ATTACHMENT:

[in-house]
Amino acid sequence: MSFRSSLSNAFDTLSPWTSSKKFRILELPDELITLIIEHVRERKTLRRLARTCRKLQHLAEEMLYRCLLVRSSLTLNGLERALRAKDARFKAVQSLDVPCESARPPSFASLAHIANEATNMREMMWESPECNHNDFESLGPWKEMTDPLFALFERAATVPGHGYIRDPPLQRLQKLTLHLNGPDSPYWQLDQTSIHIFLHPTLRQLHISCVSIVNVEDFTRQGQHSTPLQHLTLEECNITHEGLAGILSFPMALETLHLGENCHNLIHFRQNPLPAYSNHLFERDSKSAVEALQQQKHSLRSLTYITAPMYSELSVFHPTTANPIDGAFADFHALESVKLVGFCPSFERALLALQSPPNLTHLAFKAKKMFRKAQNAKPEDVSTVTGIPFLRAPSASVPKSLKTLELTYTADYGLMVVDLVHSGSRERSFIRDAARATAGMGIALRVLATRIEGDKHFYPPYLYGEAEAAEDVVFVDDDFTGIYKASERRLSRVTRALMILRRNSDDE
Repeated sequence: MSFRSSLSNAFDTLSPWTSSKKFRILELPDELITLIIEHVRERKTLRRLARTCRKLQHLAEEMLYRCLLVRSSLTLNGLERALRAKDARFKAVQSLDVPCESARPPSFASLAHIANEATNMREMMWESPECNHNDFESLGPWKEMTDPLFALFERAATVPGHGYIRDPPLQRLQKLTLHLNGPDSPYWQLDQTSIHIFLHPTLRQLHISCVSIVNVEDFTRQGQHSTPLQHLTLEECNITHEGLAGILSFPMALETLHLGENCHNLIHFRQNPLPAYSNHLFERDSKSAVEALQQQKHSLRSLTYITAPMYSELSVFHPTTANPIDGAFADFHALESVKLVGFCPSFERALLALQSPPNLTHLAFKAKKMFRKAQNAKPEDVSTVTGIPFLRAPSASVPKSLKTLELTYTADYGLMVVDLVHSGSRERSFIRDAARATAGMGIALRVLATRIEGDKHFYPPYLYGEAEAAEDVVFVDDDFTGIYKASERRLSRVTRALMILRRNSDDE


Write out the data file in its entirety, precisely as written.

[in-house]
Amino acid sequence: MSFRSSLSNAFDTLSPWTSSKKFRILELPDELITLIIEHVRERKTLRRLARTCRKLQHLAEEMLYRCLLVRSSLTLNGLERALRAKDARFKAVQSLDVPCESARPPSFASLAHIANEATNMREMMWESPECNHNDFESLGPWKEMTDPLFALFERAATVPGHGYIRDPPLQRLQKLTLHLNGPDSPYWQLDQTSIHIFLHPTLRQLHISCVSIVNVEDFTRQGQHSTPLQHLTLEECNITHEGLAGILSFPMALETLHLGENCHNLIHFRQNPLPAYSNHLFERDSKSAVEALQQQKHSLRSLTYITAPMYSELSVFHPTTANPIDGAFADFHALESVKLVGFCPSFERALLALQSPPNLTHLAFKAKKMFRKAQNAKPEDVSTVTGIPFLRAPSASVPKSLKTLELTYTADYGLMVVDLVHSGSRERSFIRDAARATAGMGIALRVLATRIEGDKHFYPPYLYGEAEAAEDVVFVDDDFTGIYKASERRLSRVTRALMILRRNSDDE
Repeated sequence: MSFRSSLSNAFDTLSPWTSSKKFRILELPDELITLIIEHVRERKTLRRLARTCRKLQHLAEEMLYRCLLVRSSLTLNGLERALRAKDARFKAVQSLDVPCESARPPSFASLAHIANEATNMREMMWESPECNHNDFESLGPWKEMTDPLFALFERAATVPGHGYIRDPPLQRLQKLTLHLNGPDSPYWQLDQTSIHIFLHPTLRQLHISCVSIVNVEDFTRQGQHSTPLQHLTLEECNITHEGLAGILSFPMALETLHLGENCHNLIHFRQNPLPAYSNHLFERDSKSAVEALQQQKHSLRSLTYITAPMYSELSVFHPTTANPIDGAFADFHALESVKLVGFCPSFERALLALQSPPNLTHLAFKAKKMFRKAQNAKPEDVSTVTGIPFLRAPSASVPKSLKTLELTYTADYGLMVVDLVHSGSRERSFIRDAARATAGMGIALRVLATRIEGDKHFYPPYLYGEAEAAEDVVFVDDDFTGIYKASERRLSRVTRALMILRRNSDDE